Brian Sewell Bequeaths a Painting by Lagrenée to the National Gallery

Posted in museums by Editor on December 4, 2016

Press release (17 November 2016) from the National Gallery in London:


Louis Jean François Lagrenée, Maternal Affection, 1773, oil on copper, 43.5 × 34.5 cm (London: The National Gallery, gift from the estate of Brian Sewell, 2016).

“As a child, there was not a major museum or art gallery in London I didn’t know, and the National Gallery was my favourite.” –Brian Sewell, interview for The Daily Telegraph (June 2012)

The legendary Evening Standard art critic would often talk about the weekly visits he made to the National Gallery as a child imbuing him with his love of art; indeed, he once quipped, “I’m leaving my body to science, and if there’s anything left, they can burn it, mix the ashes with bird food and scatter them on the steps of the National Gallery” (Mail on Sunday, April 2014). Therefore, it is fitting that a much-loved work from his private art collection will go on display in the National Gallery, presented as a gift to the Gallery following his death in September 2015.

Maternal Affection is a small oil on copper work from 1773 by the French artist Louis-Jean-François Lagrenée. The subject cannot be precisely identified. It takes place in a loggia and shows a woman nursing a child, with another infant held towards her by one of her female companions. Another woman is placing (or removing) bedding in the form of a pillow in or from a wooden crib. In this picture of quiet contentment, Lagrenee has sought balance—balance in the colours of the costumes both of, and between, the individual figures and balance in composition. Maternal Affection is highly typical of the small-scale paintings that the artist made for private collectors.

There are currently eleven paintings by Lagrenée in Great Britain: seven at Stourhead (National Trust) and four at the Bowes Museum, Barnard Castle. Maternal Affection is, therefore, the only one by the artist on public display in a national collection. Eighteenth-century French paintings are sparsely represented in Trafalgar Square, and this generous gift helps to extend the National Gallery’s collection in this area. Maternal Affection also adds to our understanding of the reception of 17th-century Bolognese painting in 18th-century Europe: Lagrenée’s style was greatly influenced by his admiration of the great Bolognese painters of the previous century, in particular the work of Guido Reni.

Christopher Riopelle, National Gallery Curator of Post-1800 Paintings said: “The painting is a beautifully preserved oil on copper of exquisite refinement which allows the National Gallery for the first time to show the work of an artist who was hugely admired by the most discriminating connoisseurs and collectors of contemporary French art, both French and foreign, in the final decades of the 18th century.”

National Gallery Director, Dr Gabriele Finaldi said: “Brian Sewell had a profound love for the National Gallery as well as a connoisseur’s passion for lesser known masters; so it is especially pleasing that Lagrenée’s beautiful and refined Maternal Affection, which he owned, has come to the Gallery as a gift from his estate.”

Maternal Affection can now be seen in Room 33 of the National Gallery hanging alongside other French 18th-century paintings by artists such as Boucher, Vigée Le Brun, Boilly, Nattier, Detroy, and Vernet.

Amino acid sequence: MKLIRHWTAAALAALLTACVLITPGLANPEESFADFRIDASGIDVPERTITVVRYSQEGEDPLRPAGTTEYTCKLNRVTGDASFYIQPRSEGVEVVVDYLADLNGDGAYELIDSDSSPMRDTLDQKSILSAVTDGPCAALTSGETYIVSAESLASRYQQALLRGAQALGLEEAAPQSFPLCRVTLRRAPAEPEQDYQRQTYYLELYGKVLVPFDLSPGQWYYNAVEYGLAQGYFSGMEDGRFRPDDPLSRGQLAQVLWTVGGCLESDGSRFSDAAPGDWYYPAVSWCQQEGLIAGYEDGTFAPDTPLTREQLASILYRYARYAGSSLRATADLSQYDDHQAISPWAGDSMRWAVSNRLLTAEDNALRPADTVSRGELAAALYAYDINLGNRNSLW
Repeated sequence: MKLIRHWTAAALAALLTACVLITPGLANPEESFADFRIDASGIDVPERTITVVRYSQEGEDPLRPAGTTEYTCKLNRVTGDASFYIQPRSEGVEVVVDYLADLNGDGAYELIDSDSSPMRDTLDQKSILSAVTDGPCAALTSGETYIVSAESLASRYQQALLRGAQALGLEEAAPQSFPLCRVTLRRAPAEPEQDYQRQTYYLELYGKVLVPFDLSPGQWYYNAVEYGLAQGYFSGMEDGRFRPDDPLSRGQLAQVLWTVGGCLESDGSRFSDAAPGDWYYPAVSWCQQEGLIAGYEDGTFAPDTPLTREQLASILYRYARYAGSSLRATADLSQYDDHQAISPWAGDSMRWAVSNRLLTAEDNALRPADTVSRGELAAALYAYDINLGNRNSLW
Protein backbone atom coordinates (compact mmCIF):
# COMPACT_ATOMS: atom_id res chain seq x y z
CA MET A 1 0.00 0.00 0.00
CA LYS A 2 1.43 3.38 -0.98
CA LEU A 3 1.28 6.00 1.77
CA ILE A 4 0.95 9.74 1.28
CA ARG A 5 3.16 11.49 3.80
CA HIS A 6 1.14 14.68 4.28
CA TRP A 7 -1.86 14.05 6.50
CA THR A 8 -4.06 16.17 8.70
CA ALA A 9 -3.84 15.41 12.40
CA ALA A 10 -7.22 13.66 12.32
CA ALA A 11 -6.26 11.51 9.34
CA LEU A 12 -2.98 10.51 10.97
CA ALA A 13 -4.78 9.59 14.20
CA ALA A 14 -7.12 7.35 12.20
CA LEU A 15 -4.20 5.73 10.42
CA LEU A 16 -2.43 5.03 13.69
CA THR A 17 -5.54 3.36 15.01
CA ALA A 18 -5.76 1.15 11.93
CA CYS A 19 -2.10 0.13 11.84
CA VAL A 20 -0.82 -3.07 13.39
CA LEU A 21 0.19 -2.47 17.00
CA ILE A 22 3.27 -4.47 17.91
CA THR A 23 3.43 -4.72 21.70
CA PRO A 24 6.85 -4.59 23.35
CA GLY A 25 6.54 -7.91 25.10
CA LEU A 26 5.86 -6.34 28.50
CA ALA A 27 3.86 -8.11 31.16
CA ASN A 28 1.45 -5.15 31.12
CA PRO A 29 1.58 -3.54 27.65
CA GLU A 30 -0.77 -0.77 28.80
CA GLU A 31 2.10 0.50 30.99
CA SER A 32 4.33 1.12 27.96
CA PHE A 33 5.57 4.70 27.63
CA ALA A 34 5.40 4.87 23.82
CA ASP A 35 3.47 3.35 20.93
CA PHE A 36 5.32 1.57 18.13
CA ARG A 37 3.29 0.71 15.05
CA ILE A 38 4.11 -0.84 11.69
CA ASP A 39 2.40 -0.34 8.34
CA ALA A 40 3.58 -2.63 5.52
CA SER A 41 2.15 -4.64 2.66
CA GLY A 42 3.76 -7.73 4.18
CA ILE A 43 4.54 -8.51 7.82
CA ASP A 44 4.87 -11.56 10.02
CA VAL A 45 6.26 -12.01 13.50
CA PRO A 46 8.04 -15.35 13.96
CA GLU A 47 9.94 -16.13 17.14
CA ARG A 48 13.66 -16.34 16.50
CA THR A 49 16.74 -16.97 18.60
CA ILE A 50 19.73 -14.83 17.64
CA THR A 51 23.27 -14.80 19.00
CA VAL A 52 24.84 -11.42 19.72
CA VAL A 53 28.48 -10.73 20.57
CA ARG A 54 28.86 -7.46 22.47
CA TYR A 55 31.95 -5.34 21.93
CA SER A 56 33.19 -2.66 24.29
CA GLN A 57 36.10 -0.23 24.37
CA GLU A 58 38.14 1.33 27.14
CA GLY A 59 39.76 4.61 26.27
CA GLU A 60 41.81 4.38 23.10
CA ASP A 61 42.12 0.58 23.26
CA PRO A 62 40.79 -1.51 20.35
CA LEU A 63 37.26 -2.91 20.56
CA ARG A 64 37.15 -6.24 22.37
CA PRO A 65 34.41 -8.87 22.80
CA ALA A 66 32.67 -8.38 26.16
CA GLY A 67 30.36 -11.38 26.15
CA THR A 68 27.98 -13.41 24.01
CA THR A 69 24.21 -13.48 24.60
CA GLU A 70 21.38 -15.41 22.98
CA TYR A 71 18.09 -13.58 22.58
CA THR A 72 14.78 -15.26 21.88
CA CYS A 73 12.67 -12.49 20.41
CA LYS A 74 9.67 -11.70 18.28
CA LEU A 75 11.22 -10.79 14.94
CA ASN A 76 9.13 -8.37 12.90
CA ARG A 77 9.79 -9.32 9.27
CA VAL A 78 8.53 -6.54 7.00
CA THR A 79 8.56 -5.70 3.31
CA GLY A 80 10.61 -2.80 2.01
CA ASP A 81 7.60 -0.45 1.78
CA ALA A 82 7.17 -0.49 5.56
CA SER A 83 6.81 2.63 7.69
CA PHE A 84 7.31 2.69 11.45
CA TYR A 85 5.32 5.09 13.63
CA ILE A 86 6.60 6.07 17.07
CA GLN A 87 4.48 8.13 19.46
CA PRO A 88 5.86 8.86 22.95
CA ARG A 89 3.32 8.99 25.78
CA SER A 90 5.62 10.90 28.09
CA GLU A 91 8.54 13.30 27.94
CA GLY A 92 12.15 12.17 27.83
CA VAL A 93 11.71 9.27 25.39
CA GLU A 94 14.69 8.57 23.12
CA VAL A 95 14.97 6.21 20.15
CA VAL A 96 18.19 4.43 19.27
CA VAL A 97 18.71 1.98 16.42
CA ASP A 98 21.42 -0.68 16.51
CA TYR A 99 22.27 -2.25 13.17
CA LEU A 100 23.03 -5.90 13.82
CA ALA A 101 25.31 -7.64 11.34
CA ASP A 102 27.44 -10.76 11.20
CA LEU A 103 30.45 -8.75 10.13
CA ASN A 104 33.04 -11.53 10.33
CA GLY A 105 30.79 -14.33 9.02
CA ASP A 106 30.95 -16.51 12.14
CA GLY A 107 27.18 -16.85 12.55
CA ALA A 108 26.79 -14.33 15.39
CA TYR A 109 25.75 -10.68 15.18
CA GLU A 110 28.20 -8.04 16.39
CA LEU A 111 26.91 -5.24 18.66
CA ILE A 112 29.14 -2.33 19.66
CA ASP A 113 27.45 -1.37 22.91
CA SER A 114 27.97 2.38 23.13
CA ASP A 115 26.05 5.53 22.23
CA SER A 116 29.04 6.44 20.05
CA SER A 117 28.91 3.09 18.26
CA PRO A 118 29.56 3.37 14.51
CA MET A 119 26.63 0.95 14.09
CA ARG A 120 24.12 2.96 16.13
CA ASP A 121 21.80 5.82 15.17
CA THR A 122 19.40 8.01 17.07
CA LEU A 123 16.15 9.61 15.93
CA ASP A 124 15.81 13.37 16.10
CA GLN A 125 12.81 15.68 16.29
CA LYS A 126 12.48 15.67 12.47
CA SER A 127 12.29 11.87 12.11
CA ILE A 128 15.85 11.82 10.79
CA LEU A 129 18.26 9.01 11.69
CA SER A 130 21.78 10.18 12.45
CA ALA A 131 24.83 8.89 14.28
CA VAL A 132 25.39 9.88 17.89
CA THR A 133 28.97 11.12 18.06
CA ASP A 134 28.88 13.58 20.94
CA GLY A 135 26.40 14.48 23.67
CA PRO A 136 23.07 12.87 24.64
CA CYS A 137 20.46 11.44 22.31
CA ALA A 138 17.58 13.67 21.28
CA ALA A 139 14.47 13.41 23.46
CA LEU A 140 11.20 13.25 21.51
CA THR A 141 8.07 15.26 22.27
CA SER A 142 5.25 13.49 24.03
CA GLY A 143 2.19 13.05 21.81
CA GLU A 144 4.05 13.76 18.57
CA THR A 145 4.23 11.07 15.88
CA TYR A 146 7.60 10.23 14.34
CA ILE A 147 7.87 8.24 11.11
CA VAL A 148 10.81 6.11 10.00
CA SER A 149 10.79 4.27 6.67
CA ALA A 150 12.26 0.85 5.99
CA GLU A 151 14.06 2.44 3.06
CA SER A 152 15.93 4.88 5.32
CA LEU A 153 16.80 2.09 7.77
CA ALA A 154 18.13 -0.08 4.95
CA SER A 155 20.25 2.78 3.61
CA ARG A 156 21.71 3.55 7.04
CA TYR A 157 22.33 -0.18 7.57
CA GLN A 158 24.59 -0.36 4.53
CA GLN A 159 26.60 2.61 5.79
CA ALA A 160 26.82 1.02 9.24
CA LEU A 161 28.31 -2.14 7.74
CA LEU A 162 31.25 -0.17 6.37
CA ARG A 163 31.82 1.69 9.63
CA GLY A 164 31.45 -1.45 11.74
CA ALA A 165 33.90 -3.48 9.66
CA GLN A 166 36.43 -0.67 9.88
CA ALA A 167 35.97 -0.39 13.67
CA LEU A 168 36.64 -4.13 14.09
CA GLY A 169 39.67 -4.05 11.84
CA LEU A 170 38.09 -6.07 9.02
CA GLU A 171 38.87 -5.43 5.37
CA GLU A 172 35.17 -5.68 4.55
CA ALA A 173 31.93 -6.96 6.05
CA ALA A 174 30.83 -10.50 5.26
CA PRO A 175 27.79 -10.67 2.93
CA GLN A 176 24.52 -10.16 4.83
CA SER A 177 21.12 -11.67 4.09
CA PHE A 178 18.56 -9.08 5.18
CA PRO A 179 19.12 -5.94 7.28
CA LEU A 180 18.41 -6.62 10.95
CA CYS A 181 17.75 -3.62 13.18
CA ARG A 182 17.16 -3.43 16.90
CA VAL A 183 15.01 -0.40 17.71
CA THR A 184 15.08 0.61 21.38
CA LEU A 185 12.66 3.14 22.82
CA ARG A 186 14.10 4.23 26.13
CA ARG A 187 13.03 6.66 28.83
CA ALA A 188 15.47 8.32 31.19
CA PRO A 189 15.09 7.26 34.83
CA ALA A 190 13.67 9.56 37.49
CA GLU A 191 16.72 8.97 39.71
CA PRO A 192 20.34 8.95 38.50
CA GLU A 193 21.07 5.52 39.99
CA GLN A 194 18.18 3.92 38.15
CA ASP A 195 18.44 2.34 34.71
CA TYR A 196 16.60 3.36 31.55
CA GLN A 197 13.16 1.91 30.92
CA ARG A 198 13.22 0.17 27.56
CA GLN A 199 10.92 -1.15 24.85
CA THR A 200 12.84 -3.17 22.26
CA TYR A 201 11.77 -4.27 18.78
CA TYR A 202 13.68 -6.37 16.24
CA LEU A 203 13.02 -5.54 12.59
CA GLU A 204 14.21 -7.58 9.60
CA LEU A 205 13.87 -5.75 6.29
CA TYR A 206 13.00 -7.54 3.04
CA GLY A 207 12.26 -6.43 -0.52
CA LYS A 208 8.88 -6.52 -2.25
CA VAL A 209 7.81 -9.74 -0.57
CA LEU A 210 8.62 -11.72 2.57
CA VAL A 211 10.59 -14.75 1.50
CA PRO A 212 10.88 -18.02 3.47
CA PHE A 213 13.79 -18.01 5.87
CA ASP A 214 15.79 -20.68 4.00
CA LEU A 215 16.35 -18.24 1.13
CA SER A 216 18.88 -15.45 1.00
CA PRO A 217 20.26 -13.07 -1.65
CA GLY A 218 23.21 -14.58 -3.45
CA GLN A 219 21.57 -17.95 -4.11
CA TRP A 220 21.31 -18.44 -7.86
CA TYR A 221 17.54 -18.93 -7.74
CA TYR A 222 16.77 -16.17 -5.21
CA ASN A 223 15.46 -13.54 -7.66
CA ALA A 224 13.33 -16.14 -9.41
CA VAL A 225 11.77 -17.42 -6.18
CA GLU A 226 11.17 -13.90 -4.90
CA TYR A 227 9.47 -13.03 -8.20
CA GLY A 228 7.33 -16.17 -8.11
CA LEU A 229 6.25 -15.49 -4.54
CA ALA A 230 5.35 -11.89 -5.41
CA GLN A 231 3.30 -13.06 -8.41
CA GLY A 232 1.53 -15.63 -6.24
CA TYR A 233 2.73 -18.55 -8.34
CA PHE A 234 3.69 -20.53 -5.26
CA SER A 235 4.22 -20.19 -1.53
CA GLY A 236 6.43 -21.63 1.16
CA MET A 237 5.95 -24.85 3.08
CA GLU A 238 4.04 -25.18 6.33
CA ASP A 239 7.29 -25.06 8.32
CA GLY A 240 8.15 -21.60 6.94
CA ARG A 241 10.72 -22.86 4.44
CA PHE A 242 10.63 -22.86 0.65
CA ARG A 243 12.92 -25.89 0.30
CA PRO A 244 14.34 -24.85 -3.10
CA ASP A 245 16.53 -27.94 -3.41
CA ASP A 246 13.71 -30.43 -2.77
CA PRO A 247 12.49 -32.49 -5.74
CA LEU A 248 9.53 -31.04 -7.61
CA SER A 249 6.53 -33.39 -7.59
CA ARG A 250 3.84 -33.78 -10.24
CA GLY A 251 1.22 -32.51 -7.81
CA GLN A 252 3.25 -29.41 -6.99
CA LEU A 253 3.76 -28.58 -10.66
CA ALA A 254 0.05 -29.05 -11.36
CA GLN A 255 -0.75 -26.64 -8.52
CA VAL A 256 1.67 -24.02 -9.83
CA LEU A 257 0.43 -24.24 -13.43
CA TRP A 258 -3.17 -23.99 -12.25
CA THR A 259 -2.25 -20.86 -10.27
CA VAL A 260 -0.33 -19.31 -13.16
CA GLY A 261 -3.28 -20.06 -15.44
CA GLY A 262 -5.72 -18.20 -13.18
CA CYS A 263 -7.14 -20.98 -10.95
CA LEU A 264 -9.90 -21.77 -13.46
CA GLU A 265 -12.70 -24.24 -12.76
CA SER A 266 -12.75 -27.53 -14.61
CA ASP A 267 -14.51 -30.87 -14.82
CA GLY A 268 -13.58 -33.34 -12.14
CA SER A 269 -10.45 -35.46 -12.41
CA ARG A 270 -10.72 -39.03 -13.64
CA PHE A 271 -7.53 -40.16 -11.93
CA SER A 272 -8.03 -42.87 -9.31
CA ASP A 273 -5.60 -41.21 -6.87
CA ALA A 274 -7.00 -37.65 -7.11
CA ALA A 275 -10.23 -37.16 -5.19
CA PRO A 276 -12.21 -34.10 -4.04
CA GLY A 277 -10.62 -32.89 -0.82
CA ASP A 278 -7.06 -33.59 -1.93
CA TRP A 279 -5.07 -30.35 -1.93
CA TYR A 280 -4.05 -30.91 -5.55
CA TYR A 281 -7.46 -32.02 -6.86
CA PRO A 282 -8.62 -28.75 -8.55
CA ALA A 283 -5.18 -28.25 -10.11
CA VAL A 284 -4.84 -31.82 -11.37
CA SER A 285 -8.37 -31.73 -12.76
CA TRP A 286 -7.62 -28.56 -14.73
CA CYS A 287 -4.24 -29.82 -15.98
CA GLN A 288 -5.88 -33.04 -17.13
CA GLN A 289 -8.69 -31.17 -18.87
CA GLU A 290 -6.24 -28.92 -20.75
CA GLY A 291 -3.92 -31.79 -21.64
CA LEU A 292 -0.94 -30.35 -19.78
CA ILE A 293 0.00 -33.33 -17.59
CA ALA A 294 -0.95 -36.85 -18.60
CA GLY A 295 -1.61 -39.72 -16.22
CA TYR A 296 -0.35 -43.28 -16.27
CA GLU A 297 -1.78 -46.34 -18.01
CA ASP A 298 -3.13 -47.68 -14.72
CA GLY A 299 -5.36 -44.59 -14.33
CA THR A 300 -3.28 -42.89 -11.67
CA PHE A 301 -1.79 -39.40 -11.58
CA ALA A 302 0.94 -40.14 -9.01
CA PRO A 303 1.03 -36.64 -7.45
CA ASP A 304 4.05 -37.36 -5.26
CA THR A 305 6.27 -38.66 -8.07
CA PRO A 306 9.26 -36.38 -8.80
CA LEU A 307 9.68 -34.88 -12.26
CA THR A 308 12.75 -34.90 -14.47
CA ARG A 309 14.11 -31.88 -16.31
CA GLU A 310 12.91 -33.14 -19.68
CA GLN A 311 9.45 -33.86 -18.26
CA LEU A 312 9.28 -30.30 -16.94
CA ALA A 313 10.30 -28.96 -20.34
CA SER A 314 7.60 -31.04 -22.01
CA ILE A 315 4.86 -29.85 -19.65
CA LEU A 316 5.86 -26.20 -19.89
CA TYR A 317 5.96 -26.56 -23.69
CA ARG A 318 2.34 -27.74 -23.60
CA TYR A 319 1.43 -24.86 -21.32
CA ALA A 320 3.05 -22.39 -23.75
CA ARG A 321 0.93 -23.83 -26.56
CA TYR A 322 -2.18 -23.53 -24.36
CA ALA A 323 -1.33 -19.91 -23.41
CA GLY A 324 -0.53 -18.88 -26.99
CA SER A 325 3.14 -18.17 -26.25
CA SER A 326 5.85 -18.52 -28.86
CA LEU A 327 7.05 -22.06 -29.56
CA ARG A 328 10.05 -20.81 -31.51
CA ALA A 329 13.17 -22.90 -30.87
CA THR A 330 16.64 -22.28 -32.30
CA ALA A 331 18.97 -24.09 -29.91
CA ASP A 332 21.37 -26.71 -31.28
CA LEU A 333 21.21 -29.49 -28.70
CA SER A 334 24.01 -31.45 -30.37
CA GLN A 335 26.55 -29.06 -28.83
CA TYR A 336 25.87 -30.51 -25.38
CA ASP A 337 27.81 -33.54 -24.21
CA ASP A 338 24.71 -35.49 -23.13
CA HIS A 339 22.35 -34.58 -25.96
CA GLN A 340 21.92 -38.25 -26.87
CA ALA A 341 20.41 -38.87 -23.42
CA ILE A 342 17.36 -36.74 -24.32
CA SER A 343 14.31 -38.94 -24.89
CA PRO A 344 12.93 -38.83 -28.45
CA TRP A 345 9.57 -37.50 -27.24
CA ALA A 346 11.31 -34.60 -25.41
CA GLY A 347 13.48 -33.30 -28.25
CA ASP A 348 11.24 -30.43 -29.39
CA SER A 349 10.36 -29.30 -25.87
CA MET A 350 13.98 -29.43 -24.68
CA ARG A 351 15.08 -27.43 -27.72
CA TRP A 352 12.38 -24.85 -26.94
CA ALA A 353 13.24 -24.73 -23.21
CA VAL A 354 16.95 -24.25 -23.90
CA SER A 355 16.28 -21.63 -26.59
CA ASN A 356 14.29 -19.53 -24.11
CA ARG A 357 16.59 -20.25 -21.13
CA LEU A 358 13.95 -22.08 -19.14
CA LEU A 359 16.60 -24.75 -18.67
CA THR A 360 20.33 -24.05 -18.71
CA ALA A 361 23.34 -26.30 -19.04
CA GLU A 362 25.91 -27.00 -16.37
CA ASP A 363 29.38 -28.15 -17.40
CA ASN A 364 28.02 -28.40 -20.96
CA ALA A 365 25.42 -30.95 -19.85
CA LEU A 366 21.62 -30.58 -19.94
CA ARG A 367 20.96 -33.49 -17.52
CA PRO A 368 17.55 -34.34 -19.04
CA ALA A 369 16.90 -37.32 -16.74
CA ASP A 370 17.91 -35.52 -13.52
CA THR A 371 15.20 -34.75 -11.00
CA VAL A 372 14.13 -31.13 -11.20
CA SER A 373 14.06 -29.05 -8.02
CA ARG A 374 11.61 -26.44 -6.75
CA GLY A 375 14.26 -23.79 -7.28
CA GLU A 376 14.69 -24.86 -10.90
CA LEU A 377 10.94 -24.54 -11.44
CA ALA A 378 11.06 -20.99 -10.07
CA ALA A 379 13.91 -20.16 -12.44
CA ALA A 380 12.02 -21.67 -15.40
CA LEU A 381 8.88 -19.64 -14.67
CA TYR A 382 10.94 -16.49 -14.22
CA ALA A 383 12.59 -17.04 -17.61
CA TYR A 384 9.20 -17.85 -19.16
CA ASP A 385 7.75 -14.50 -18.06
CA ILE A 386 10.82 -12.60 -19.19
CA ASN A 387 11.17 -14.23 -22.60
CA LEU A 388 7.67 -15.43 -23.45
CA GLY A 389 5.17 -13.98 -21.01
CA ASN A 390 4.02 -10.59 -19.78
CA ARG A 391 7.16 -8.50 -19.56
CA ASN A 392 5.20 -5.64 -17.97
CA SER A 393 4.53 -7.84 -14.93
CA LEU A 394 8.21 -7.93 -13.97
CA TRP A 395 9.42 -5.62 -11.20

Exhibition | The Art of Law: Three Centuries of Justice Depicted

Posted in books, catalogues, exhibitions by Editor on December 4, 2016

Now on view in Brugge:

The Art of Law: Three Centuries of Justice Depicted
De kunst van het recht: Drie eeuwen gerechtigheid in beeld
Groeningemuseum, Brugge, 28 October 2016 — 5 February 2017

Curated by Vanessa Paumen

image-1In the fifteenth century, it was customary to decorate courtrooms with works of art that were intended to ‘encourage’ the aldermen and judges to perform their duties in an honest and conscientious manner. These works often depicted the supreme moment of divine justice: the Last Judgement. But other scenes from the Bible were also used, as were images from more profane sources. Together, these are known as the exempla iustitiae (‘examples of fair justice’). In 1498, Gerard David was commissioned by the city council of Bruges to paint just such a work: The Judgement of Cambyses. This remarkably gruesome painting once hung in the courtroom of Bruges town hall and is now one of the finest masterpieces in the Groeningemuseum.

Subjects relating to justice were also depicted outside the courtroom in paintings, prints, drawings, sculpture and stained glass windows. The Art of Law exhibition has brought together some twenty works of art from the collections of Musea Brugge, supplemented by about hundred other pieces on loan from galleries and museums both at home and abroad. They paint a fascinating picture of the way in which justice and the law were represented in art during the Ancien Régime.

Vanessa Paumen works at the Groeningemuseum in Bruges as the coordinator of the Flemish Research Center for the Arts in the Burgundian Netherlands. She earned a BA degree, cum laude and an MA degree in Art History, with a focus on European Art at the University of Texas in Austin. In her master’s thesis, “Judged, Beheaded, Burned: Dieric Bouts, The Justice of Emperor Otto III within the Context of Fifteenth-Century Punitive Practices,” she looked at how justice paintings functioned in fifteenth-century Flemish society.

Vanessa Paumen, et al., The Art of Law: Three Centuries of Justice Depicted (Tielt: Lannoo Publishers, 2016), 208 pages, ISBN: 978 9401440417, £30.



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